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The Steve Hall column Beneath the Surface
For decades the ethnographic method has been one of the sharpest tools in the criminologist's box. What better way to find out exactly what criminals do, why (they think) they do it and what the local cultural and material contexts in which they operate look like and feel like? Statistics present only the broadest and indeed most unreliable picture; victim surveys do what they say on the tin – survey only the victim's perspective; and hanging around Crown Courts asking criminals to fill in questionnaires is one the most fruitless activities I can think of.
Since the early days of the Chicago School of Sociology, in the first quarter of the twentieth century, the ethnographic method, taken from anthropology into sociology and criminology, has provided us with what anthropologist Clifford Geertz called the 'thick description' without which we can't even begin to analyse cultural meanings and motivations. Here we see the nuances of desire, meaning and human relations in operation in their everyday contexts. We also need to understand how these nuances are embedded in broader structural and ideological contexts, but that's another issue; without this rich data, we have little – we might even say nothing – to go on. So why is it that this vital method is getting more difficult to use within criminological research?
Part of the answer lies in the rise to power of Institutional Review Boards in US universities and Ethics Committees in Europe.Of course, it’s difficult to criticise the case put forward for the regulation of social scientific research ethics. Totalitarian regimes allowed medical researchers to abuse individuals in experimental settings, and some of the psychological research done in post-war US universities was questionable to say the least. The famous Milgram experiment, for instance, would never get past today’s bureaucrats, and the degree of deception and insensitivity at its core suggests that it would be difficult to argue that it should.
However, although care must be taken not to place researchers or subjects in danger, not to breach confidentiality and so on, ethnographic research is on the whole far less ethically problematic than experimental research in biology, medicine, psychology or health studies. As far as I am aware, no serious injury, litigation or even minor breach of human rights has arisen from ethnographic research in criminology. Yet, relentlessly targeted by the bureaucrats who use ethical templates taken from these more problematic disciplines, ethnography is dying out. My own research team has been forced to operate independently to produce the data for our publications, which include the books Violent Night and Criminal Identities and Consumer Culture, and I know of US colleagues who, after having their proposals rejected by Institutional Review Boards, have been forced to take unpaid leave to gather the data they need.
Why this is so is a question that needs to be asked. But by whom? It’s easy to understand why conservative and neo-liberal bureaucrats want to prevent the generation of detailed knowledge about the broken communities that are to a large extent the results of their own long-term political and ideological handiwork. However, in a recent speech at a BSC lifetime awards ceremony, the quintessentially left-liberal British sociologist and criminologist Stanley Cohen also announced his dislike of those with a keen eye for reality and the Real (please forgive my little indulgence but I always use the Lacanian distinction between mundane experiential reality and the hidden forces of the obscene Real that lie behind it):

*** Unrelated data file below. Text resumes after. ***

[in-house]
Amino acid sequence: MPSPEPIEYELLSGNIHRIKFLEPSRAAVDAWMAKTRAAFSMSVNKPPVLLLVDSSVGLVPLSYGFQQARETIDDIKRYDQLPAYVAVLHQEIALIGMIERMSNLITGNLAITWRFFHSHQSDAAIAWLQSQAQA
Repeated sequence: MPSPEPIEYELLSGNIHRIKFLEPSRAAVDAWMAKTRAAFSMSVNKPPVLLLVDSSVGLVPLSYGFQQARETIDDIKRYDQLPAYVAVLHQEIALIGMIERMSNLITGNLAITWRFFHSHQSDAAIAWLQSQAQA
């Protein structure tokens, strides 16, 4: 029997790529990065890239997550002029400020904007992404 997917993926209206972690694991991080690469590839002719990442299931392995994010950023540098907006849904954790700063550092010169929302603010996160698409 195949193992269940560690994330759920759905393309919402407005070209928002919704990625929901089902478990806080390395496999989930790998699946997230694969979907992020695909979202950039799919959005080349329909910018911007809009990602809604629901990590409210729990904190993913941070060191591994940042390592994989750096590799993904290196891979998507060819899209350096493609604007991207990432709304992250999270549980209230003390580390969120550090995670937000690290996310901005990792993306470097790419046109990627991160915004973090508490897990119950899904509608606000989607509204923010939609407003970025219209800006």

"I warned them - as I warn you - to beware of the people whom Saul Bellow calls reality instructors: You know those people who are always grabbing you to tell you 'What Things Are Really Like': the cops, doctors, judges and journalists who instruct you on how things work 'out there'. The criminological version of 'out there' is sitting in the back of a police van."
He then told us that, instead of nosing about in reality and the Real, we should research what is important; repressive states, genocide, torture and other things whose downright malevolent nature is impossible to disagree with. Essentially, we are getting, from a different angle, the same caution and trepidation that dominate the ethics committees and review boards, and the whole thing begins to look like a systematic attempt to go way beyond the standard issues of safety, confidentiality and so on to the control of the production of knowledge. Is it the case, then, that both the conservative right and liberal left are for some reason worried about a few criminological ethnographers exploring some locales and trying to tell it like it is? About what are they worried, precisely, and what do these two otherwise oppositional forces have in common that would make them agree with the bureaucrats?
Inquiring minds want to know. I have a few ideas myself, based mainly on Alain Badiou’s conception of an all-consuming fear of collective politics as the underlying Real that influences all brands of liberalism and conservatism, but first I would like to know what others think. Is criminological ethnography dying? If so, who’s trying to murder it and why? Should we care? Comments, please!
Steve Hall, Professor of Criminology, Teesside University.
Badiou, A.  Ethics: An essay on the understanding of evil. London: Verso.
Cohen, S.  “Carry on Panicking”. Address to British Society of Criminology conference, Cardiff. In: BSC Newsletter, no. 64.
Hall, S., Winlow, S. and Ancrum, C.  Criminal Identities and Consumer Culture. Cullompton: Willan.
Winlow, S. and Hall, S.  Violent Night: Urban Leisure and Contemporary Culture. Oxford: Berg.